"The Glass Runway," a 2018 study by CFDA, Glamour and McKinsey & Company, among other studies on gender bias, tried to define the tendencies and obstacles for women to climb the career ladder by interviewing the fashion industry. The findings are somewhat cliche: family, sexism, lack of mentorship and confidence, less aggressive pursuit of promotion, like in many other sectors. 50% of women in fashion at the vice president level who had children said they believed motherhood had been an obstacle to their career advancement. In fact, they were right; even HR managers interviewed admitted that they would prioritise a man, a young unmarried female or an older woman for hire or promotion against a woman of the age having children. Alongside the promotion gap, there are also other reasons for the gender gap, such as disillusion. Glamour interviewed 535 fashion industry professionals; 100% of women interviewed said they believed there is gender inequality in career progression, while only 50% of their male colleagues agreed. One starts to wonder whether the rest of 50% would do anything about it?
Will anyone do anything about it? We live in a world where women prioritise family, naturally, and if men do so, they are headline-worthy. I often remember last December's headlines about the Zalando's Co-CEO Rubin Ritter's decision to leave the company. Media was rather surprised (excited?) about Ritter's motivation for doing so. Headlines across the world implied gender inequality: "Zalando boss to quit 'to prioritise wife's career.". Would this make a headline the other way round?
I want to see the headlines celebrating female CEOs, designers, entrepreneurs, investors. Just because there is less of us, we need to be seen more as leaders and less as supporters (caregivers, mothers, wives). And I believe there is a way. In recent years, we have witnessed some female-founded startups such as Rent The Runway, Reformation, Stitch Fix, TheRealReal and some others disrupt, define and lead the industry, despite all the odds against them. This brings us back to where we started — female founders.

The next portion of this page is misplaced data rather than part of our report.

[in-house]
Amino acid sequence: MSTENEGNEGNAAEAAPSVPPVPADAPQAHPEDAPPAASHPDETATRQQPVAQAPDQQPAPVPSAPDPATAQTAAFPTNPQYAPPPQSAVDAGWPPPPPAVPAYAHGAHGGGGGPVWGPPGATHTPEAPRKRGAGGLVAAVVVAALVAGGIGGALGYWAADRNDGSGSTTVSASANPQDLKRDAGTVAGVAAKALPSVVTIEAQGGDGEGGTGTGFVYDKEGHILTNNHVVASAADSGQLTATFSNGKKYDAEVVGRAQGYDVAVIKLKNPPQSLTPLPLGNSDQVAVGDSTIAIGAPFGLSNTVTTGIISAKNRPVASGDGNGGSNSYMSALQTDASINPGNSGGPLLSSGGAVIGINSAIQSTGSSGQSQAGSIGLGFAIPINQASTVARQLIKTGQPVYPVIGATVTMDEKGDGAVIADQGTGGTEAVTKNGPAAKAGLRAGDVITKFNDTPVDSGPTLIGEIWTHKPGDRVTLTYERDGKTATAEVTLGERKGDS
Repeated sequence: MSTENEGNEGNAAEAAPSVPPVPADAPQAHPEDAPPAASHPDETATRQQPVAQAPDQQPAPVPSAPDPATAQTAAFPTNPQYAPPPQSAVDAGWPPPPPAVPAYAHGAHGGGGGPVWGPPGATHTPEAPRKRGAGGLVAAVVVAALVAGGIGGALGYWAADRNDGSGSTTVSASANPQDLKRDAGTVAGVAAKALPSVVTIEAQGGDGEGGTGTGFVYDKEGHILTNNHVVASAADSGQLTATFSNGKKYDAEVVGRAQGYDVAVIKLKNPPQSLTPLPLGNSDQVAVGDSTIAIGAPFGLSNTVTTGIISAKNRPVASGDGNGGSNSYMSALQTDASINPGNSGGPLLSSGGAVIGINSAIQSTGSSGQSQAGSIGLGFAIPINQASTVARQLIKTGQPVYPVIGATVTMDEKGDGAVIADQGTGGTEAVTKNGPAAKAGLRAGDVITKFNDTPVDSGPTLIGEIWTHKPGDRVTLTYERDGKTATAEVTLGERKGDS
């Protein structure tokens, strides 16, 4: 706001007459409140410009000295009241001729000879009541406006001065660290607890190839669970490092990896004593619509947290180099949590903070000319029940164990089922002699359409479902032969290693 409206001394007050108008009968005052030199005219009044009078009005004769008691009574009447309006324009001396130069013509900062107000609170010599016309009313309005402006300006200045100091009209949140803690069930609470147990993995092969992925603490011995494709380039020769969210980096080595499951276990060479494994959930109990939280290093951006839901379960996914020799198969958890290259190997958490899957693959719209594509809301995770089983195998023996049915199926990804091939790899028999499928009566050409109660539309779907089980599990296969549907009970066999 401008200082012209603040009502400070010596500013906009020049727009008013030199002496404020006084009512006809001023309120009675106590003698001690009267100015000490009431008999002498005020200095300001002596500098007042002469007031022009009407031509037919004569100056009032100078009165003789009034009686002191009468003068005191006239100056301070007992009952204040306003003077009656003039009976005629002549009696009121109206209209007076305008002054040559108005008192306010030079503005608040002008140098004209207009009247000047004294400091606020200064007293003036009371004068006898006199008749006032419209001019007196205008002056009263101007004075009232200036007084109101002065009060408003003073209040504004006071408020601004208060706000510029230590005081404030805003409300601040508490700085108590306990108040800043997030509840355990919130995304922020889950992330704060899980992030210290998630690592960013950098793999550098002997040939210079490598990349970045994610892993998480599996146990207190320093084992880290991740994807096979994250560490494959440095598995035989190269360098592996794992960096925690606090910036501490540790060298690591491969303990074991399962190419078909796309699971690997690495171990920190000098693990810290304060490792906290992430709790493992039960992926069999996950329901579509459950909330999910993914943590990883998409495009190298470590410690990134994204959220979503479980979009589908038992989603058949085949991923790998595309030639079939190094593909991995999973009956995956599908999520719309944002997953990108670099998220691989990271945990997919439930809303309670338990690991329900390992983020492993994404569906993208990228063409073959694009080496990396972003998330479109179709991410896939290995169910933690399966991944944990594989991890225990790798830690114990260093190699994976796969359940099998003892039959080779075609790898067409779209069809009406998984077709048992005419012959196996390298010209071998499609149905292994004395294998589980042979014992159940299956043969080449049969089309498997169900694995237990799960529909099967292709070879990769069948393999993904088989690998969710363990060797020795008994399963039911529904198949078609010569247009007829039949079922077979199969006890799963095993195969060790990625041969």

Amongst all, investing in female-founded startups, merely including it in the investment strategy, is a perfectly viable solution. I make it my priority. For this, we need not just more female-founders but also more female investors or female-friendly investors. Typically, what goes around, comes around — successful female CEOs will become investors who support other female-led ventures. Another solution is to consciously include females in the career progression programs, making it part of the HR strategy. Finally, as I said above, share the spotlight with the female, how about including Ritter's wife's name in the article where she's part of the headline?
I am not building a case against male founders; I support and find support in so many of them. However, I am making a case against a gender gap in the fashion industry, the industry that is overwhelmingly "consumed" by women and often described as "feminine". Let us celebrate female designers, leaders, innovators and change-makers alongside their male counterparts. In the end, it is all about diversity.
An edited version of this Opinion Piece was published on Not Just A Label on 30 March 2021. You can find this version HERE.